A couple of blogs ago I promised to talk about the little German village of Lubben and my relatives who had been left behind the Iron Curtain.
We were to leave Berlin early in the morning and journey North by train, deep into the German Communist Zone. By ‘we’ I mean my mom, her cousin Uschi, and me. My mom informed us that it was to be a long and exhaustive trip, so we packed a tote full of snacks and drank very little coffee before leaving. We boarded the train and found seats. I kept our place on the train while Mom and Uschi searched through the train’s compartments, staking out the dining car and the bathroom for future needs.
And then suddenly we were there.
The trip took only about an hour. Apparently, the last time Mom took the trip she was 9 years old. Go figure. Now we were stuck having to haul about a huge tote full of unwrapped food.
We disembarked and stood in the middle of the station’s platform, looking about with befuddlement. We had no idea where to go to from there. Mom didn’t know what street her grandfather had lived on. She didn’t know where we were. All she knew was that my grandfather’s farm was back to back with the insane asylum. She remembered that because she and her brother used to stand at the back fence to watch the mentally ill cavort about in the windows.
So while she and Uschi plotted their next move, I wandered the platform taking pictures of the streets bordering the station. The village was quaint and interesting, but the streets were empty. Except for us, even the platform was empty.
Then something made me turn around to look back at the train station. I was startled to see what seemed to be the entire population of Lubben pasted to the picture window. Row upon row of heads grinned at me. I grinned back. Then I waved. Then I raised my camera to take a shot, and they all ducked. I waited a moment, but they didn’t reappear. I pictured them all hunkered down in a pile just below the sill, waiting until I left.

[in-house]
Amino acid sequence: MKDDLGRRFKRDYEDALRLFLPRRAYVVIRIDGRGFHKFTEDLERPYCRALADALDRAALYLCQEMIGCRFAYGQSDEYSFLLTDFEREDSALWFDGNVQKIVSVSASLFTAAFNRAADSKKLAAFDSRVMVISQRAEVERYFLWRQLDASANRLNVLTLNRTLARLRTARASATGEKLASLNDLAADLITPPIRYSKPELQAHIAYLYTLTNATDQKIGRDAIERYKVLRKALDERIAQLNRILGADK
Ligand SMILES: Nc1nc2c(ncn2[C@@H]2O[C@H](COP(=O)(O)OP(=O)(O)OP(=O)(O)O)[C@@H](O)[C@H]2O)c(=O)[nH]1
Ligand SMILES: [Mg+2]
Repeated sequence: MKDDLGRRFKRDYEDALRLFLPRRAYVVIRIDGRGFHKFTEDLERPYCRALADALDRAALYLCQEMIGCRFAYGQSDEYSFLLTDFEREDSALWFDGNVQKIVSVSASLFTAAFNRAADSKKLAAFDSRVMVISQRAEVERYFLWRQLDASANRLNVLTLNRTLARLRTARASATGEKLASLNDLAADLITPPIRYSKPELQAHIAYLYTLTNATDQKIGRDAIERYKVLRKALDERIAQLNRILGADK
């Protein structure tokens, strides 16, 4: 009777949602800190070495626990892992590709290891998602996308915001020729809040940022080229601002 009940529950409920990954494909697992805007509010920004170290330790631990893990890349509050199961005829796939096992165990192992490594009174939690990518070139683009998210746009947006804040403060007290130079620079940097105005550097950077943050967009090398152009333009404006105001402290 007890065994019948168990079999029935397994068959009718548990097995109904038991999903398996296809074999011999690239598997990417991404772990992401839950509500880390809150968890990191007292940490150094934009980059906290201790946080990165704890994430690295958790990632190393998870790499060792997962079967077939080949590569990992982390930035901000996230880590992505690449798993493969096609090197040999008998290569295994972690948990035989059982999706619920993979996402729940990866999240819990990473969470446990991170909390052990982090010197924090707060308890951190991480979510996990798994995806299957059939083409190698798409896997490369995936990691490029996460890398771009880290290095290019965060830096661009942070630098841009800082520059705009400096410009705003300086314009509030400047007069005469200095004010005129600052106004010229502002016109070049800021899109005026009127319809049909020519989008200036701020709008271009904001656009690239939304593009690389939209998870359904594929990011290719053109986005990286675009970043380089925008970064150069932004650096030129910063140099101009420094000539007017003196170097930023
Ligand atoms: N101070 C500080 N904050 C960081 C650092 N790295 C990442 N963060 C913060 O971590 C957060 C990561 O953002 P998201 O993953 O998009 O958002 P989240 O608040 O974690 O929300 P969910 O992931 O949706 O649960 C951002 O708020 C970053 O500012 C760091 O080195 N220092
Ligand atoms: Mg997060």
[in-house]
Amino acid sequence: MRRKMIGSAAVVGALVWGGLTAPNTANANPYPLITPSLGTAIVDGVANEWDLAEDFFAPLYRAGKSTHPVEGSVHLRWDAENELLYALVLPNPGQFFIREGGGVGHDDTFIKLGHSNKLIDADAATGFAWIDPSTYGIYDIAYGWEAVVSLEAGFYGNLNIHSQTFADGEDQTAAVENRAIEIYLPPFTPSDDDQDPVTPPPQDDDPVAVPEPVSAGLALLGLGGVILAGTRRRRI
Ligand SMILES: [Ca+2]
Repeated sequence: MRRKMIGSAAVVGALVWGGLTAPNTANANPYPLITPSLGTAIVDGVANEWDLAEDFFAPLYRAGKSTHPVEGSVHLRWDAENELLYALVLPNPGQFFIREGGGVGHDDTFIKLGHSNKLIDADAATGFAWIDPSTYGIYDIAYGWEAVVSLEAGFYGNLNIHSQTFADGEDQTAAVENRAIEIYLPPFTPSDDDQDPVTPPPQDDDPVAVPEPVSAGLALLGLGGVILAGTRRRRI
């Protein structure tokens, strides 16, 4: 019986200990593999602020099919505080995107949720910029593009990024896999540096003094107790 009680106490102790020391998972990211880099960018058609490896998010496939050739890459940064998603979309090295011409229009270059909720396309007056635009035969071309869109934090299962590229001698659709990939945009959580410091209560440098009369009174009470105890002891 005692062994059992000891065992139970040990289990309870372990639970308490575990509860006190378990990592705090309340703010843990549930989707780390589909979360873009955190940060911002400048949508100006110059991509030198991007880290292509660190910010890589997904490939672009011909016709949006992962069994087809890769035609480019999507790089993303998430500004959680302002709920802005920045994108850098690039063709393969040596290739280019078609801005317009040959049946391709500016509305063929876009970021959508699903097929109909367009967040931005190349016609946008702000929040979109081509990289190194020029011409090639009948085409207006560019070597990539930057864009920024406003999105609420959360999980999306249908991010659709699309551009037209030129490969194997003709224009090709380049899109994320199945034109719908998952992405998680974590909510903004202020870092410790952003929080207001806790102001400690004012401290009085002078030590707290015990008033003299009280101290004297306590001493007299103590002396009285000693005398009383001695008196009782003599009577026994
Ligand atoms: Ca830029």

So I set my camera sights on an interesting looking wall that extended down the length of a tree-lined street. But before I could take the picture, what looked like an ambulance raced down the street toward me and stopped, blocking the shot.
I lowered the camera and waited for them to move. When they didn’t, I did, scooting down to another part of the platform to take an unimpeded shot. They backed up and moved with me. Still clueless, I moved back to my original position and aimed the camera again. They moved up back into place. I lowered the camera and looked at them.
The van seemed to be full of grinning soldiers with machine guns. I blinked. They smiled and waved like beauty contestants. I decided to try one more attempt at securing a photograph. They moved with me. Then one of them blew a kiss at me. I put the camera back into my bag, and went to stand by Mom and Uschi until they figured out our plan of action.
Their plan turned out to be: Just start walking. If we find a human, ask them where the “Idiot House is”. (Mom’s words – apparently this is the correct German term for it.)
We started walking. After awhile, Mom became impatient, stepped up to the door of a tiny cottage, and rapped on the panels. An elderly lady opened the door. Mom asked where the Jentsch family lived.
Ach, ja! She knew the Jentsch family. Apparently my mother’s second cousin, Fat Freida (She had a masectomy and one of her breasts weighed a whopping 15 pounds . . . picture a potato sack fresh from Idaho. . .) Apparently Fat Freida had healed the woman’s warts away with blackmagic. Ach, ja! She thinks she is related. I told my mom in English that she is probably one of my grandfather’s love children. She told me to shut up.
Ach, ja! The old ‘Idiot House’ is just down this way. Keep going. You can’t miss it.
Well, apparently we could. Still not knowing where we were, we just kept aimlessly walking, hoping to find something that looked familiar to my mom. It turned out to be a man who just walked out from his house to stop on the sidewalk and light a pipe.
Mom frowned. “He looks just like my father,” she said. We approached the man, and Mom asked him if he knew the Jentsch family. He did. He was my mother’s cousin, Hermann Jentsch, whom she hadn’t seen since WWII.
There was some dancing in the streets. He kept saying, “I knew you would come back to find us! I knew you would! We waited 50 years, but I knew someone would come!”
Meet my relatives Hermann, his wife Anita, and their daughter (my cousin) Ilona.
And Hermann’s younger brother, Helmut, his mother, his wife, his son Michael, and Michael’s girlfriend’s daughters, along with Ilona’s daughter.
Here is the farm.
And here is the “Idiot House”, as seen from the back fence where my mom spent so many wonderfully dysfunctional hours as a child.
And the van full of men and machine guns? It turns out I was trying to take a picture of a Russian Army Installation.
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